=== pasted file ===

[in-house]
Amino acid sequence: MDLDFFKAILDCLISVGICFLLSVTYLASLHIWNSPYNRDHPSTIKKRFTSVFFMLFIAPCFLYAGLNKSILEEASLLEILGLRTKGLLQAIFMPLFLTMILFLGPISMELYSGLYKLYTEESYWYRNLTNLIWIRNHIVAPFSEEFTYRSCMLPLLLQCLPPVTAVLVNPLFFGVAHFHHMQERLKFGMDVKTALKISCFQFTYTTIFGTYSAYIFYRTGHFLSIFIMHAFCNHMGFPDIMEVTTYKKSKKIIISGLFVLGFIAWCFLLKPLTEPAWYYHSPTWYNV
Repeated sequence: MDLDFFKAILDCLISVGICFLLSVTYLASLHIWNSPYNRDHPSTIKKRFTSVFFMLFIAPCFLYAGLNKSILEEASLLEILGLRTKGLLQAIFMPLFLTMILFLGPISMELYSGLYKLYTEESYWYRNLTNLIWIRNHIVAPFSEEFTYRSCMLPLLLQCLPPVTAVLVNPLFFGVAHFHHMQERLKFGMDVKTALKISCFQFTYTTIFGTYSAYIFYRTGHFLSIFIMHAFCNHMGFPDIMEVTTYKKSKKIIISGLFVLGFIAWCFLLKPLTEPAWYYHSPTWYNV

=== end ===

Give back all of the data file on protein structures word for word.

[in-house]
Amino acid sequence: MDLDFFKAILDCLISVGICFLLSVTYLASLHIWNSPYNRDHPSTIKKRFTSVFFMLFIAPCFLYAGLNKSILEEASLLEILGLRTKGLLQAIFMPLFLTMILFLGPISMELYSGLYKLYTEESYWYRNLTNLIWIRNHIVAPFSEEFTYRSCMLPLLLQCLPPVTAVLVNPLFFGVAHFHHMQERLKFGMDVKTALKISCFQFTYTTIFGTYSAYIFYRTGHFLSIFIMHAFCNHMGFPDIMEVTTYKKSKKIIISGLFVLGFIAWCFLLKPLTEPAWYYHSPTWYNV
Repeated sequence: MDLDFFKAILDCLISVGICFLLSVTYLASLHIWNSPYNRDHPSTIKKRFTSVFFMLFIAPCFLYAGLNKSILEEASLLEILGLRTKGLLQAIFMPLFLTMILFLGPISMELYSGLYKLYTEESYWYRNLTNLIWIRNHIVAPFSEEFTYRSCMLPLLLQCLPPVTAVLVNPLFFGVAHFHHMQERLKFGMDVKTALKISCFQFTYTTIFGTYSAYIFYRTGHFLSIFIMHAFCNHMGFPDIMEVTTYKKSKKIIISGLFVLGFIAWCFLLKPLTEPAWYYHSPTWYNV